Our recent post about hearing impairment and the ADA drew the following email from a hearing-impaired lawyer:   

 

“Only the hearing impaired and some doctors actually believe hearing impairment is a disability. Even lawyers almost unanimously think the hearing impaired are (1) cognitively impaired, (2) lying, (3) not trying hard enough, and (4) crazy.  

 

Saying one needs accommodation almost uniformly makes people (1) contemptuous, and (2) angry. For some reason, virtually all hearing people seem to think that one is pretending that there is something wrong with their voices. They angrily tell one to listen harder, to get one’s hearing aid adjusted, or, perhaps best, to get one’s ears cleaned. Lawyers tell us we have to expect not to work if we’re going to act this way–or best, "rather than whine, all the hearing impaired lawyers should get together and give each other work."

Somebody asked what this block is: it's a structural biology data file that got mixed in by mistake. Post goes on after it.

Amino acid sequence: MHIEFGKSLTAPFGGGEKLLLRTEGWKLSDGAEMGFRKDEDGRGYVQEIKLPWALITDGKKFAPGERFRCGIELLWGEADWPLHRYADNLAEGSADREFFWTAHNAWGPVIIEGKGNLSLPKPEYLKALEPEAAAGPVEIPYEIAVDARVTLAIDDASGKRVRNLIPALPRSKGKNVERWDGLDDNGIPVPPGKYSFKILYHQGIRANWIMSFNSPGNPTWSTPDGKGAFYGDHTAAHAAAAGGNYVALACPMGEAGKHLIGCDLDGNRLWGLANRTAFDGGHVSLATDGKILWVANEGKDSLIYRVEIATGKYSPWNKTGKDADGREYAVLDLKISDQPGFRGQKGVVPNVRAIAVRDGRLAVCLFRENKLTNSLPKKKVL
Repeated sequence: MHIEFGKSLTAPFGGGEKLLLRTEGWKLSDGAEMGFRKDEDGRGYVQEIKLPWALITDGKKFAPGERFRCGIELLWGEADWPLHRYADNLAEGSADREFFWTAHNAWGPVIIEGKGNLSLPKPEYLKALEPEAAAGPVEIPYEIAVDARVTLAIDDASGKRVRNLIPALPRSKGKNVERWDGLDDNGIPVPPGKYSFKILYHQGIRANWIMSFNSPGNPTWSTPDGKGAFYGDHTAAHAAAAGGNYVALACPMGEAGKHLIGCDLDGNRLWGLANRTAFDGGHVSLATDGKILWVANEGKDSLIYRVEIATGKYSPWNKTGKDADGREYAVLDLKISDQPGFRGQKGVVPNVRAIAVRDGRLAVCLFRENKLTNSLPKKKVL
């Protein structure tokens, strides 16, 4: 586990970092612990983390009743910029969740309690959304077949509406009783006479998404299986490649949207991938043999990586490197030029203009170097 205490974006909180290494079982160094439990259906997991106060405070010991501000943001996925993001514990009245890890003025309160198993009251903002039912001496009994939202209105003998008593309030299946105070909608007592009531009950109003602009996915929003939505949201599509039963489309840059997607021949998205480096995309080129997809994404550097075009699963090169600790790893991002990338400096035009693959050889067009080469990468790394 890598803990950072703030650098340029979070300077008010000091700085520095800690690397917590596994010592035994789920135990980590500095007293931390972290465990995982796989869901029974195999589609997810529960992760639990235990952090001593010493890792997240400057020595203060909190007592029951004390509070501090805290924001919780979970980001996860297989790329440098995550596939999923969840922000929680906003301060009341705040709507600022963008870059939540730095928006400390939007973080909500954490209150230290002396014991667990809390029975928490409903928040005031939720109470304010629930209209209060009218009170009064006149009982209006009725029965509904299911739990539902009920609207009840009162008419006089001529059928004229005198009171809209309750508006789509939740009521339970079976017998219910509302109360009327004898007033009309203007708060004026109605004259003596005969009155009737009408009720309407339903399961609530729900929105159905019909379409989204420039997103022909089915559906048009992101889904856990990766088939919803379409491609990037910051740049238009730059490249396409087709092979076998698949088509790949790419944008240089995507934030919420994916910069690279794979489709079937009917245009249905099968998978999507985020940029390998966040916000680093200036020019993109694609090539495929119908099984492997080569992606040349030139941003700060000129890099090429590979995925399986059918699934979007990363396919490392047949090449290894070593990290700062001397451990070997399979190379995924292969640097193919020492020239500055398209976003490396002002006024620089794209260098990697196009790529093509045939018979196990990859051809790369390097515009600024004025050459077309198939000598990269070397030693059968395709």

Many of us were born this way. We hardly know what we’re not hearing even when we can hear sound drop out and we watch lips move silently at the other end of a conference table or across the court room or at the grocery store checkout.

 

You can imagine how well we network — and give each other work ….”

 

  • mike s.

    As an attorney, and the father of a hearing-impaired child, I completely agree with the attorneys’ comments. And, until we learned of our child’s impairment — which was missed by the doctors — I in fact expressed the same frustrations to my daughter, i.e., that she wasn’t concentrating, paying attention etc.